using Microsoft.FxCop.Sdk;

namespace MyFxCopRules.Rules
public class EnsureFaultContractsAreDeclared : MyBaseRule
public EnsureFaultContractsAreDeclared()
: base("EnsureFaultContractsAreDeclared")

[VS2005] In the using directives add Microsoft.FxCop.Sdk.Introspection and Microsoft.Cci

Of course, this rule is pretty much useless right now as it doesn't actually do anything.

What we need to do is implement a Check() method.  There are various Check() methods that the BaseIntrospectionRule class exposes and these methods are called by the introspection engine each time it visits a code element.  When the Check() method runs it should report back any problems it finds in a ProblemCollection.  Obviously if there are no items in the collection it means the rule evaluated successfully.

Because the rule we are writing is going to be checking that method level attributes are correctly defined we will implement the Check(Member member) method.

        public override ProblemCollection Check(Member member)
if (VerifyAttributes(member.Attributes))
this.Problems.Add(new Problem(this.GetResolution(member), member));
return this.Problems;

private static bool VerifyAttributes(AttributeNodeCollection attributes)
bool isOperationContract = false;
bool hasFaultContract = false;
foreach (AttributeNode attribute in attributes)
if (attribute.Type.FullName == "System.ServiceModel.OperationContractAttribute")
isOperationContract = true;
if (attribute.Type.FullName == "System.ServiceModel.FaultContractAttribute")
hasFaultContract = true;
if (isOperationContract)
return !hasFaultContract;
return false;

[VS2005] Use the type AttributeList instead of AttributeNodeCollection for the VerifyAttributes parameter

[VS2005] Use RuleUtilities.Format(member) instead of member in the GetResolution() call

So, what happens when FxCop evaluates this rule?

1. The Check() method gets called and the current Member (method or property) being checked is passed in.

2. We take the collection of Attributes that the member has associated with it and pass them to the VerifyAttributes helper method.

3. VerifyAttributes does a simple scan through the Attribute collection looking for any attributes of the appropriate type.  If an [OperationContract()] is found but we don't find a [FaultContract()] we return false to true to the Check method to indicate we have a problem.

4. Back up in the Check method we create a new Problem and add it to the ProblemCollection before returning control back to FxCop.

Step 5 - Define a Rules.XML file

We're not quite done yet.  If we were to take this code, compile it and then try to use it we would see a rule group appear in Visual Studio, but we wouldn't see any rules in the group.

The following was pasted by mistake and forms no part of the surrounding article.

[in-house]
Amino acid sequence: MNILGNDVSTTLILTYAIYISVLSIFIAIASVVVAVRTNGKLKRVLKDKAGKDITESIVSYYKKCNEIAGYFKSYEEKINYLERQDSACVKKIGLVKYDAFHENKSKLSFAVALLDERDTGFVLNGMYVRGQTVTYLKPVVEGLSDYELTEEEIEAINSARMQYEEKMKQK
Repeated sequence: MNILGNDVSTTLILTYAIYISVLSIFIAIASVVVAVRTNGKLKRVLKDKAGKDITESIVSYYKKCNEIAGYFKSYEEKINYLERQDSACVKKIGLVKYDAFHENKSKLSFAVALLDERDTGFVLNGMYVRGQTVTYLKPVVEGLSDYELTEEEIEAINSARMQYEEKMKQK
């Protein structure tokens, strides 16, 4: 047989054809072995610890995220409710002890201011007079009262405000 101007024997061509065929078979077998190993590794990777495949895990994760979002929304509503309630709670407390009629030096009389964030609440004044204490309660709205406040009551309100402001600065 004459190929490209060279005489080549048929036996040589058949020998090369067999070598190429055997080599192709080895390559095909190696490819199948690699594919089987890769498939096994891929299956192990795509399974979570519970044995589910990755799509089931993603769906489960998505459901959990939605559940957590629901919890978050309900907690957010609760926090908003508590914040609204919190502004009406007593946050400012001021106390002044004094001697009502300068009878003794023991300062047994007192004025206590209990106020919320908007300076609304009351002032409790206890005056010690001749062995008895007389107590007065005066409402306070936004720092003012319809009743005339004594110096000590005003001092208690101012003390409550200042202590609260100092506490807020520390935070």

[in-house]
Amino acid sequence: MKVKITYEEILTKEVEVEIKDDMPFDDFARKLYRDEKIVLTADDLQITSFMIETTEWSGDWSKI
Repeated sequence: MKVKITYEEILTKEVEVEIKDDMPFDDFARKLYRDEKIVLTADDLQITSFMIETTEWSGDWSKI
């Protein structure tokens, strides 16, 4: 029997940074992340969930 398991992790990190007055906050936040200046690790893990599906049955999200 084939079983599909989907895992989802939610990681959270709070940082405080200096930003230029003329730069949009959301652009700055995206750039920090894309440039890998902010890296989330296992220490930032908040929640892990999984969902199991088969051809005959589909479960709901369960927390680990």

This is because we haven't yet created an XML file that defines the rule behaviours when problems are found.  The code determines if a problem exists, the XML file determines what do show when a problem is found.

Go and add a Rules.XML file to the project and ensure that the Build Action is set to "Embedded Resource" as shown


Inside the file add the following XML

<?xml version="1.0" encoding="utf-8"?>
Rules FriendlyName="My Custom Rules">
Rule TypeName="EnsureFaultContractsAreDeclared" Category="MyRules.Usage" CheckId="MU0001">
Name>Supply Fault Contracts for all WCF Operations</Name>
MessageLevel Certainty="95">Warning</MessageLevel>
Resolution>WCF Operation Contracts need to have a fault contract defined using the [FaultContract()] attribute</Resolution>
Description>Fault Contracts need to be applied to all WCF services</Description>
Owner>Richard Banks</Owner>

Hopefully the properties are all obvious enough.  If you have problems check that the TypeName doesn't have any spelling mistakes in it.

Step 6 - Deployment

Now compile the project and make sure everything is OK.  Then close Visual Studio 2008.

Copy your custom FxCop rules assembly from your output folder into the Visual Studio rules folder - typically C:\Program Files\Microsoft Visual Studio 9.0\Team Tools\Static Analysis Tools\FxCop\Rules

Restart Visual Studio and open the solution again.  If you now go to the properties page for the WcfServiceLibrary1 project you should see something like the following:


If you then run Code Analysis for the project (Build->Run Code Analysis...) you should see the following in the Error List window:


You're all done!  You  now have a working rule that does something other than check spelling :-)